NEW YORK (Reuters) - A federal judge on Thursday expressed scepticism about whether U.S. President Donald Trump can constitutionally block Twitter users whose views he does not like from following and responding to his own Twitter account.
At a hearing in Manhattan federal court, U.S. District Judge Naomi Reice Buchwald asked Michael Baer, a lawyer with the U.S. Department of Justice arguing for Trump, whether letting the president bar users from @realDonaldTrump would violate their First Amendment free speech rights.
She asked whether Twitter was different from a public town hall, where government officials would be unable to pull the plug from a microphone to mute speakers with unwelcome views.
“Once it is a public forum, you can’t shut somebody up because you don’t like what they’re saying,” Buchwald said.
Baer said the appropriate analogy was not a town hall, but rather Trump choosing to walk away from someone at a public event.
“The president has an associational interest in deciding who he’s going to spend his time with in that setting,” he said.
Near the close of the hearing, Buchwald suggested the lawsuit could be easily resolved if Trump agreed to mute, rather than block, Twitter users whose tweets he did not want to read. Both sides’ lawyers said they were receptive to the idea.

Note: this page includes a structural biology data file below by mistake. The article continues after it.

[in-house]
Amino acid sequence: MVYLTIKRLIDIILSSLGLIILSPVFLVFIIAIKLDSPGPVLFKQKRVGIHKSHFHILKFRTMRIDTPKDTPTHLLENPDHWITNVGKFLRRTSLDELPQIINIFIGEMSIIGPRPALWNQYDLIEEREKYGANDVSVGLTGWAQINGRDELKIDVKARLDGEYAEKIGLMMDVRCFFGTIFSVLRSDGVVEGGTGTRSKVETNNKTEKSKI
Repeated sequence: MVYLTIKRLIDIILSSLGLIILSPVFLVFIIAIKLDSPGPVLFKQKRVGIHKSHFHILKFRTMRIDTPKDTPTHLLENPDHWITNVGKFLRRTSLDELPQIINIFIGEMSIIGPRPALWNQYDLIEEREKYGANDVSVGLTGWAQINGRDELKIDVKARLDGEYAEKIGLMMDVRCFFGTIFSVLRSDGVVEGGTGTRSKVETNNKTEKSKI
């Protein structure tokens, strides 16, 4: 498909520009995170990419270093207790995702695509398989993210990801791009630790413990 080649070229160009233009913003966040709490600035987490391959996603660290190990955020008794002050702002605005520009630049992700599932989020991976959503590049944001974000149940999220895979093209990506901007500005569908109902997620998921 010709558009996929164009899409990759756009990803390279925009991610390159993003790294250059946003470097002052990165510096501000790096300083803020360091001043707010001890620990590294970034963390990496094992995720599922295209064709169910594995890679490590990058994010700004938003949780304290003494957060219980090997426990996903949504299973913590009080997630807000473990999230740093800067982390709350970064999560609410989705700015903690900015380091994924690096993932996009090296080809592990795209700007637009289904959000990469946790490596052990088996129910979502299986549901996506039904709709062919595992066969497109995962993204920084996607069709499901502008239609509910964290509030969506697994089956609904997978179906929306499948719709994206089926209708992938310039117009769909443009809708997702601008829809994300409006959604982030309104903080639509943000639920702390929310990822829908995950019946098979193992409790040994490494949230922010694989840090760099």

If Trump muted a user, he would not see that user’s tweets, but the user could still see and respond to the president’s tweets.
The lawsuit was filed against Trump in July by the Knight First Amendment Institute at Columbia University and several Twitter users. Buchwald is considering motions from both sides seeking judgment in their favour.
The plaintiffs have said Trump’s account is a public forum, and that the president cannot block Twitter users simply because they criticise him in replies to his tweets.
Trump’s Twitter use draws intense interest for his unvarnished commentary, including attacks on critics. His tweets often shape news.
Katherine Fallow, a lawyer for the plaintiffs, told Buchwald the record “shows unambiguously that the president operates his account in an official capacity.”
Baer acknowledged that Trump sometimes uses his Twitter account to announce policy, but said that blocking users was not an official action.
Baer also argued that the court cannot order the president to unblock users, because of his position as head of another branch of government.
Twitter lets users post short texts, called tweets, to which other users may respond.
Reporting by Brendan Pierson in New York; Editing by Susan Thomas and Tom Brown